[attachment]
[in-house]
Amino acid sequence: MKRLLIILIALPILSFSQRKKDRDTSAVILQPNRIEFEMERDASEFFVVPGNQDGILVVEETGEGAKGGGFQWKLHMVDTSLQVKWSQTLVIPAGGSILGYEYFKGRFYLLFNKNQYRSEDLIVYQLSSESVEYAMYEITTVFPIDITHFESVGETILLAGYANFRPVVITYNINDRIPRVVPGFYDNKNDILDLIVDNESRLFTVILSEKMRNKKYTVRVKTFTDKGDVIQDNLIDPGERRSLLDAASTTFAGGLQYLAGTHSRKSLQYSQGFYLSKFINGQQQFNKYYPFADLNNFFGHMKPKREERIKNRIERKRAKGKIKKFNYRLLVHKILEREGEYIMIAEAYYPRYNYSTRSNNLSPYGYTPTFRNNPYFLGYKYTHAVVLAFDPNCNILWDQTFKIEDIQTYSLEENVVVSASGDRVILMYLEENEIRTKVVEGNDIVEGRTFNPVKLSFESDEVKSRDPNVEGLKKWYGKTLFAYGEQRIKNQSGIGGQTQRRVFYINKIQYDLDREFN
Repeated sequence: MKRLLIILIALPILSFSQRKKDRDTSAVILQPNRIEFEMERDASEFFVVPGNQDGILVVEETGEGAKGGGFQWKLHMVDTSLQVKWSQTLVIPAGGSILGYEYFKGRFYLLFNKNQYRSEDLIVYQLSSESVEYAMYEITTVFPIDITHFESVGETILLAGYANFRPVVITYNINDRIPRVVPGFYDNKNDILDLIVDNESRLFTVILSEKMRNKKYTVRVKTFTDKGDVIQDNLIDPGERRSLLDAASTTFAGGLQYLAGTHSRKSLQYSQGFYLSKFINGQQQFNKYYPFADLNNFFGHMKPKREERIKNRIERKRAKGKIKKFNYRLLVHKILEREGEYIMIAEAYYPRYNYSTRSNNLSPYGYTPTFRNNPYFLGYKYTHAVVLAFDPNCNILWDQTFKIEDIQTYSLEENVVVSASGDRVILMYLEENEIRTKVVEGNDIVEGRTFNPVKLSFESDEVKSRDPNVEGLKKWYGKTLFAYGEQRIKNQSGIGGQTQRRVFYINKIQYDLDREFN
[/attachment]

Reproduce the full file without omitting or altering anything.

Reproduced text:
[in-house]
Amino acid sequence: MKRLLIILIALPILSFSQRKKDRDTSAVILQPNRIEFEMERDASEFFVVPGNQDGILVVEETGEGAKGGGFQWKLHMVDTSLQVKWSQTLVIPAGGSILGYEYFKGRFYLLFNKNQYRSEDLIVYQLSSESVEYAMYEITTVFPIDITHFESVGETILLAGYANFRPVVITYNINDRIPRVVPGFYDNKNDILDLIVDNESRLFTVILSEKMRNKKYTVRVKTFTDKGDVIQDNLIDPGERRSLLDAASTTFAGGLQYLAGTHSRKSLQYSQGFYLSKFINGQQQFNKYYPFADLNNFFGHMKPKREERIKNRIERKRAKGKIKKFNYRLLVHKILEREGEYIMIAEAYYPRYNYSTRSNNLSPYGYTPTFRNNPYFLGYKYTHAVVLAFDPNCNILWDQTFKIEDIQTYSLEENVVVSASGDRVILMYLEENEIRTKVVEGNDIVEGRTFNPVKLSFESDEVKSRDPNVEGLKKWYGKTLFAYGEQRIKNQSGIGGQTQRRVFYINKIQYDLDREFN
Repeated sequence: MKRLLIILIALPILSFSQRKKDRDTSAVILQPNRIEFEMERDASEFFVVPGNQDGILVVEETGEGAKGGGFQWKLHMVDTSLQVKWSQTLVIPAGGSILGYEYFKGRFYLLFNKNQYRSEDLIVYQLSSESVEYAMYEITTVFPIDITHFESVGETILLAGYANFRPVVITYNINDRIPRVVPGFYDNKNDILDLIVDNESRLFTVILSEKMRNKKYTVRVKTFTDKGDVIQDNLIDPGERRSLLDAASTTFAGGLQYLAGTHSRKSLQYSQGFYLSKFINGQQQFNKYYPFADLNNFFGHMKPKREERIKNRIERKRAKGKIKKFNYRLLVHKILEREGEYIMIAEAYYPRYNYSTRSNNLSPYGYTPTFRNNPYFLGYKYTHAVVLAFDPNCNILWDQTFKIEDIQTYSLEENVVVSASGDRVILMYLEENEIRTKVVEGNDIVEGRTFNPVKLSFESDEVKSRDPNVEGLKKWYGKTLFAYGEQRIKNQSGIGGQTQRRVFYINKIQYDLDREFN